When we speak of becoming servant leaders we’re striving for something we’ll never quite grasp this side of heaven–like trying to grab a soap bubble as it floats away. Once in a while a bubble may momentarily land on our palm. In that moment we’ll experience the miracle of Jesus working in us, enabling us to serve. If we smile and become proud of ourselves then the wonder will be gone because our self-satisfaction will reveal that we served so we could see ourselves serving–like fans at a sporting event who realize they’re on television and so they wave vigorously so they can watch themselves waving on the jumbotron.
Our aim is to put others first because we genuinely care for them–not because we want to be seen as caring for them. Jesus can awaken such servant leadership in us. But we must follow his example.
One day when two blind men cried out to Jesus the crowd saw them as intruders who needed to be silenced–irritants that needed to be brushed away like flies. Jesus saw them differently. Matthew tells us “Jesus had compassion on them.” It’s important to note that an internal response preceded his actions. First Jesus felt compassion and then he healed the men.
On another occasion a man with leprosy approached Jesus, fell on his knees, and begged to be healed. Everything about that event violated the cultural norms of the day. Leprosy destroys the nervous system so that a man with the disease loses all sense of touch. If a diseased hand is cut the man won’t feel pain. Unaware of the injury he won’t protect the wound and infection may set in resulting in the eventual loss of the hand. In its advanced stages the disease could have covered a man with puss-filled wounds, white shining spots and caused the loss of a hand, arm, or leg.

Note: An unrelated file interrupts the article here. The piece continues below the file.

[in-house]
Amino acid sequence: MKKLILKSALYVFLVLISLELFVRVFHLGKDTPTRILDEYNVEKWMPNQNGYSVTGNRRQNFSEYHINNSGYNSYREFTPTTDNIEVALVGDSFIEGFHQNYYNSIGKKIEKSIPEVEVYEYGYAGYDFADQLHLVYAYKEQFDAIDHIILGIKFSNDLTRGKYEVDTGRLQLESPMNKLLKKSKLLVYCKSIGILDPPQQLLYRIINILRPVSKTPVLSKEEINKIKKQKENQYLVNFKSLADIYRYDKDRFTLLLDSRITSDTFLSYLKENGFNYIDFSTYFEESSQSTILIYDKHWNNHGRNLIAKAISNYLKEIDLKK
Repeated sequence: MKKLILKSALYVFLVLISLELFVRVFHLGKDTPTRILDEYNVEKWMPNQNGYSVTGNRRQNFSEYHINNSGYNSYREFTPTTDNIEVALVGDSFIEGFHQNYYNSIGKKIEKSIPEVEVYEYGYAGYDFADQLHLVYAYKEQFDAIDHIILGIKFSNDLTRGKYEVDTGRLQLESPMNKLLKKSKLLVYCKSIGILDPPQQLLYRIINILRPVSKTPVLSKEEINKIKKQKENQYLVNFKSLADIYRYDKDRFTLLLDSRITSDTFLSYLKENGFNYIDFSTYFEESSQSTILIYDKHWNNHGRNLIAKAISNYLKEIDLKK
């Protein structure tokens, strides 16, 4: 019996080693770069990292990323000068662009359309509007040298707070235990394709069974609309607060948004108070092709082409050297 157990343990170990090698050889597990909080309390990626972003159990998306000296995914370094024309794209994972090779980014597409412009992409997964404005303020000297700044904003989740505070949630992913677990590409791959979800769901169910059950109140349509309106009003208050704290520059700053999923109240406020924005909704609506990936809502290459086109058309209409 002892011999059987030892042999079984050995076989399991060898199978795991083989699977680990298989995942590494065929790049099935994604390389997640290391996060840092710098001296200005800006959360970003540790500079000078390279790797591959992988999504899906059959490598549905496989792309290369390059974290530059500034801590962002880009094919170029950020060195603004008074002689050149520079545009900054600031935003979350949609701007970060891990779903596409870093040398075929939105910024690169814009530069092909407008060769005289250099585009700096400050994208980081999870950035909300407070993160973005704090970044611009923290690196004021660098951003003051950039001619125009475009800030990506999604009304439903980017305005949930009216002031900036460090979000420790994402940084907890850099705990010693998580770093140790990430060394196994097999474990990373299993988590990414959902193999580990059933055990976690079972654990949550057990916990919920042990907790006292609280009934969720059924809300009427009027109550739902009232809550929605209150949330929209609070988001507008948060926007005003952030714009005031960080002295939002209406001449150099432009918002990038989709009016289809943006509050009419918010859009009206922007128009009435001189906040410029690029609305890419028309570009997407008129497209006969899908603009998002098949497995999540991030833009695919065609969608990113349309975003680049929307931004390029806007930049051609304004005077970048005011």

A man with leprosy lived with the pain of constant rejection. Not only was he disgusting to see, he was a social and religious outcast. Unlike Aids patients who can conceal their disease for many years, a man with leprosy can’t.
A leper had to make his illness known. According to ceremonial law he had to wear “torn clothes, let his hair be unkempt, cover the lower part of his face and cry out, ‘Unclean! Unclean!'” (Leviticus 13:45). Anybody touched by a leper was immediately defiled. As long as the man had leprosy he had to live alone outside the city.
Instead of keeping his distance from Jesus, or warning that he was unclean, the leprous man fell on his knees directly in front of him. Mark tells us Jesus felt “compassion,” for the man. Again, Jesus’ internal response preceded the miracle. Jesus identified with the man’s heartache. He didn’t see someone who could defile him . . . someone he should keep at arms-length. Jesus saw a lonely suffering soul.
Prompted by compassion Jesus did the unthinkable. He touched the leper and then healed him. I would have performed the miracle first and then touched the man. But Jesus realized the leper had not felt the warmth of a human touch in decades. He had not known the strength of an embrace in more years than he could remember. The man needed love more than he needed healing–he needed acceptance more than cleansing.
The act of service flowed from a heart of compassion. Jesus calls us to follow his lead and cultivate compassion for those under our charge. This is the beginning of leadership.